Walking around Hong Kong Science Park, you will quickly realise that this is an athletic neighbourhood—you’ll encounter people running, cycling, and going about their business in sportswear. Currently under renovation, the clubhouse gym and swimming pool are essential assets to life in Hong Kong Science Park, and it offers single and guest passes if you find yourself in the area and in the mood for a workout. Stay tuned for its reopening in 2024.

Photo: Wing1990hk (via Wikimedia Commons)

Observe modern architecture

It’s worth strolling around the high-tech buildings and doing some (geeky) design sight-seeing as Hong Kong Science Park has a heap of modern and sometimes even futuristic architecture. Right at the centre of it all is the Charles K. Kao Auditorium, a building in the shape of an airship. It was renamed after the passing of Charles K. Kao, a physicist and Nobel Prize winner who notably contributed to the discovery of fibre optics. Due to its recognisable shape and colour, the Charles K. Kao Auditorium is also referred to as the “Golden Egg.”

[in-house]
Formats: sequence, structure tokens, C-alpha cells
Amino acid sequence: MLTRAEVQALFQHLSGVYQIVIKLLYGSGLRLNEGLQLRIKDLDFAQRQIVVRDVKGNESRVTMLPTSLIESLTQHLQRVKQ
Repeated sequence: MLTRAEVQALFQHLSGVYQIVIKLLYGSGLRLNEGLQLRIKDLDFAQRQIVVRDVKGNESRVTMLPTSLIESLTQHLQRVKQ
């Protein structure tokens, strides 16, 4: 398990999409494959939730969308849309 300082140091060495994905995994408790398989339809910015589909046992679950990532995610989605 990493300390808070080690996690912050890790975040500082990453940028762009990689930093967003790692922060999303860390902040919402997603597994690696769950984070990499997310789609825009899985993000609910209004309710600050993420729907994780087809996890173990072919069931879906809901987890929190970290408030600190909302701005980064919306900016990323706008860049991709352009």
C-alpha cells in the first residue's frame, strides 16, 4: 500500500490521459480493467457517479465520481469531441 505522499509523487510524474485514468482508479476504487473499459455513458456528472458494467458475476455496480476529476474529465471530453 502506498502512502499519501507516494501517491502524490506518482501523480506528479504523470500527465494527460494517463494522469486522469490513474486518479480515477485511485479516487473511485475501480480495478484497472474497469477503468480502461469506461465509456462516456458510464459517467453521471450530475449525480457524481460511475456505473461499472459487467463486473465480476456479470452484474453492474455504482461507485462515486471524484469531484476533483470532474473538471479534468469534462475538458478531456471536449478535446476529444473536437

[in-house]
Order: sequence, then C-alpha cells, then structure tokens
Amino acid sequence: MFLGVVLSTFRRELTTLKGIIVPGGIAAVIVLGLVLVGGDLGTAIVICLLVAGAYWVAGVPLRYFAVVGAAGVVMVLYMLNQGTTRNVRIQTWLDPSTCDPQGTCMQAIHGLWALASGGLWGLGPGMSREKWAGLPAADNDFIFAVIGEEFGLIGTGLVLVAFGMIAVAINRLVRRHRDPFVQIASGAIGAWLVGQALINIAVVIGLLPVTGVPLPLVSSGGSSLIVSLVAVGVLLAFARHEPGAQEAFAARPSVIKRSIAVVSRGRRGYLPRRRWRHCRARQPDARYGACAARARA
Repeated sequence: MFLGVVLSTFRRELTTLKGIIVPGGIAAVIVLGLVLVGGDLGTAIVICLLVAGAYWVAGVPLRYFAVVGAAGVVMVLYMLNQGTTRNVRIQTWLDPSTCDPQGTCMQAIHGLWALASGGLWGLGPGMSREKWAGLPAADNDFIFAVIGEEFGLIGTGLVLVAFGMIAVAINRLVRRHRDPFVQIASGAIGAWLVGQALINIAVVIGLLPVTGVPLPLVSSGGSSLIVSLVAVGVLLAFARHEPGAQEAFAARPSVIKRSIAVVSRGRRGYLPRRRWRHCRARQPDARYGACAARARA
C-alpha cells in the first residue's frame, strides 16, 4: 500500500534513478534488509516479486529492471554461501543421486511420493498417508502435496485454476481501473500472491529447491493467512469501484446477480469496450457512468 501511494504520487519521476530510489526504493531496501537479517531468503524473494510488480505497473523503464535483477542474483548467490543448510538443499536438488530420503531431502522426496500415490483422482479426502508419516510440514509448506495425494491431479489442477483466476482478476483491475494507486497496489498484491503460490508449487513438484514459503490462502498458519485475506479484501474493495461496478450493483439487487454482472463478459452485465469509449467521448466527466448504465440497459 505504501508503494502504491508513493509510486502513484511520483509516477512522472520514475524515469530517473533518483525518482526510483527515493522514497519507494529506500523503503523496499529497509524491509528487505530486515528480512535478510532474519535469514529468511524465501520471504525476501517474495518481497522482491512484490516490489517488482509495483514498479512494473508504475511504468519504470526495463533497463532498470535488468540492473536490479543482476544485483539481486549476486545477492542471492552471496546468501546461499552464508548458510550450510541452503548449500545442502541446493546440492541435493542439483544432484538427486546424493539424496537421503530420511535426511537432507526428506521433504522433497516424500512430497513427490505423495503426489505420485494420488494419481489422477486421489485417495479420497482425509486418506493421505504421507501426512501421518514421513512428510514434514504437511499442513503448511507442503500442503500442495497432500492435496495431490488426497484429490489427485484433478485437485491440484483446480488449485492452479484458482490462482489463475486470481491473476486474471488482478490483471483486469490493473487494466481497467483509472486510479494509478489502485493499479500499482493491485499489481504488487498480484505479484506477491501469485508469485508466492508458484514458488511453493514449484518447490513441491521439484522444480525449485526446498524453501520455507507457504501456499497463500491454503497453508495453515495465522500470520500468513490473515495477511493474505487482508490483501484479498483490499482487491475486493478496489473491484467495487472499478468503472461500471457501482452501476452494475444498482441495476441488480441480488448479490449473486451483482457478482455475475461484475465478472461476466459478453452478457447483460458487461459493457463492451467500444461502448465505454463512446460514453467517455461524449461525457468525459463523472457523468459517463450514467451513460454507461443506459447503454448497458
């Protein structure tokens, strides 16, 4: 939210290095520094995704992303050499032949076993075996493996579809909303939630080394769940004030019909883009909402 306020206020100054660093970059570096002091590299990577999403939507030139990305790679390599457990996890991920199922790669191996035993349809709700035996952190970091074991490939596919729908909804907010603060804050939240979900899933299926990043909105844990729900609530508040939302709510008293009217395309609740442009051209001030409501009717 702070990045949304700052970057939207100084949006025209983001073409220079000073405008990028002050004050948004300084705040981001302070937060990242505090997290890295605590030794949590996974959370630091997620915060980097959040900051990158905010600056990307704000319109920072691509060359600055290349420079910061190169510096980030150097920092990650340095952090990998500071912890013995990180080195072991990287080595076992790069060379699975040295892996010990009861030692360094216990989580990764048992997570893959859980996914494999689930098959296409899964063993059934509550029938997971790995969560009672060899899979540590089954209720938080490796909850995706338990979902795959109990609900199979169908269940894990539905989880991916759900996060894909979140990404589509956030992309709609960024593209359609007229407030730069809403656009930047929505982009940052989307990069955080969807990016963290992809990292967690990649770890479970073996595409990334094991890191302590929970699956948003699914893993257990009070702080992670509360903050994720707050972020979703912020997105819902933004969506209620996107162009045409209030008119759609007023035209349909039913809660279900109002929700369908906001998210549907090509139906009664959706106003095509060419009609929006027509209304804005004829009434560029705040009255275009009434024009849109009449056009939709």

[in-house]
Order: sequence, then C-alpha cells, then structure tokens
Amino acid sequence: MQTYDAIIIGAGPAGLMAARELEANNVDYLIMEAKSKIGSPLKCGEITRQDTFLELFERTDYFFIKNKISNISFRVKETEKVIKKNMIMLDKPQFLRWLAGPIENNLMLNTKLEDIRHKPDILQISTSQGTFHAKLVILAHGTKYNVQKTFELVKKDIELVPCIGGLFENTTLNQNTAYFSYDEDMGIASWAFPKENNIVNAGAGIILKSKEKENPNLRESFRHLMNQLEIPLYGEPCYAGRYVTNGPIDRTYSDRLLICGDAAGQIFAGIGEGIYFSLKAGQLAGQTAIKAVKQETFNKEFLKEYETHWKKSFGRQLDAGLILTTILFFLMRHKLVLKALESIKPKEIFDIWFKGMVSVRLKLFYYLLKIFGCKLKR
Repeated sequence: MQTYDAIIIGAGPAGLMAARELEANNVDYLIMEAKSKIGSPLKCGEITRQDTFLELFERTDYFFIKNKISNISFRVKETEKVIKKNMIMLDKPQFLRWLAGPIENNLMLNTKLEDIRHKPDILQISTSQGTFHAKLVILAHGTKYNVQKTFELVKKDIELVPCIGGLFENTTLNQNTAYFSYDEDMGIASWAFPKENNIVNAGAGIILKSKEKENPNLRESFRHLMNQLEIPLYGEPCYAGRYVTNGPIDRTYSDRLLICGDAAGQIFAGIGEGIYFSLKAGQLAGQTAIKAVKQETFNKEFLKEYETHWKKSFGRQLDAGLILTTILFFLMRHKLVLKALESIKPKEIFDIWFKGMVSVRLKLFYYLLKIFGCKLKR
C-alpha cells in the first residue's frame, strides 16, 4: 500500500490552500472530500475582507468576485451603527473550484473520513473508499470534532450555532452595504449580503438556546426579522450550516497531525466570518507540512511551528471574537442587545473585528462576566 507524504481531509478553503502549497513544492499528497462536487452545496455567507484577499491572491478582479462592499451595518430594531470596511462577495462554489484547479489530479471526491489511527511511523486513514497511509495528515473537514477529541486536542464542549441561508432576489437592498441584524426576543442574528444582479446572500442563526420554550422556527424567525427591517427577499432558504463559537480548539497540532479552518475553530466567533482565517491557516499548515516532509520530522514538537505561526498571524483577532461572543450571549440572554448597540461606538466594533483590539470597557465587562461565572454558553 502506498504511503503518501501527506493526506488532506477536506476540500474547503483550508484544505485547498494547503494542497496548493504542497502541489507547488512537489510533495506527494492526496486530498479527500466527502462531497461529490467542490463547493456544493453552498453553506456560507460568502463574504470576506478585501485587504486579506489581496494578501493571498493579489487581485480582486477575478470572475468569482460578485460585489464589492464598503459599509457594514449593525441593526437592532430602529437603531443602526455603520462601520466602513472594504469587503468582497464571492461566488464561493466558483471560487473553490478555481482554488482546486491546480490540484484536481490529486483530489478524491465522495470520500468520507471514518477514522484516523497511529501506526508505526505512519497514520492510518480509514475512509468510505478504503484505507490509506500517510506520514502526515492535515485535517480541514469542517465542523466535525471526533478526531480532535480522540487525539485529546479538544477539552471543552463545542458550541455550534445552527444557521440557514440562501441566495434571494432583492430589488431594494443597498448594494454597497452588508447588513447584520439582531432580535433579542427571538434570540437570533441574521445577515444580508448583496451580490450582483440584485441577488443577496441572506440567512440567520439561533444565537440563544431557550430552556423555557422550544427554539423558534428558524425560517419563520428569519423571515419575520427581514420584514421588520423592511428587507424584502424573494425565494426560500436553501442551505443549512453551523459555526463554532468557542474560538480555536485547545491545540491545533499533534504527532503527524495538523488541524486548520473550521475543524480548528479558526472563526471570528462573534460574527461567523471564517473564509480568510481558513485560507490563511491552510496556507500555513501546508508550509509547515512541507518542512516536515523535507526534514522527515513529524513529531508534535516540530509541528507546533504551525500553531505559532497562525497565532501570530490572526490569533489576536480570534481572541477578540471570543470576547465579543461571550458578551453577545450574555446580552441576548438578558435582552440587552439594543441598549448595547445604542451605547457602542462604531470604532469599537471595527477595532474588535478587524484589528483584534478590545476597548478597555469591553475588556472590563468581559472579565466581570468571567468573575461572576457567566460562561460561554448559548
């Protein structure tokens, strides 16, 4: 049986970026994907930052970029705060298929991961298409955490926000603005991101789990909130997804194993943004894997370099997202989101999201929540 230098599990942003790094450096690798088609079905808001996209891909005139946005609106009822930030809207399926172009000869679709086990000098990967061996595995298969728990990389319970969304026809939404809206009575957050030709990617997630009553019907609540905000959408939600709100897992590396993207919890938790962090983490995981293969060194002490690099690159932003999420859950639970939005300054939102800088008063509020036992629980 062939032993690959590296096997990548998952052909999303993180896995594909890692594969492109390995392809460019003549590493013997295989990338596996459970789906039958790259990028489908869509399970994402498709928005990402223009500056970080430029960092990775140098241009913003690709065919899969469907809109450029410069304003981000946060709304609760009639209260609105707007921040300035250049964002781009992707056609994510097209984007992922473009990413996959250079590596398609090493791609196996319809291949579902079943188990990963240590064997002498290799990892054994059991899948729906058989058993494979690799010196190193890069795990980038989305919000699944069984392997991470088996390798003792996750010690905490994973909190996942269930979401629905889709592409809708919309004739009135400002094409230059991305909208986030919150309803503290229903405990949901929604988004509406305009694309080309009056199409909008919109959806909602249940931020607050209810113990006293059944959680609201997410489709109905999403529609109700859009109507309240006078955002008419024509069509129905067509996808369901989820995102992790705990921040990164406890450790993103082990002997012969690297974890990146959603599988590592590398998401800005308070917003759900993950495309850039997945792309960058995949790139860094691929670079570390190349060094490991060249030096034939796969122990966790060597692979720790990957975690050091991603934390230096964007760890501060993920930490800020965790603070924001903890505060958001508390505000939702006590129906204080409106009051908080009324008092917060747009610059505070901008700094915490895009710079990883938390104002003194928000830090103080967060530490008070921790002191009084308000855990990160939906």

Photo: Alison Pang (via Unsplash)

Bring your pet

Folks with pets can now bring them to Hong Kong Science Park and let them roam around the Furtopia pet garden! Furtopia was a big step in Hong Kong Science Park’s continuous efforts to develop a more pet-friendly community. The dedicated playground is great for pet owners living in in the area as well as visitors who are taking their fur-friends on a day out. With facilities aimed for leisure and for training, Furtopia is open from 6 pm till 9 pm on weekdays, and from 10 am till 9 pm on weekends and public holidays.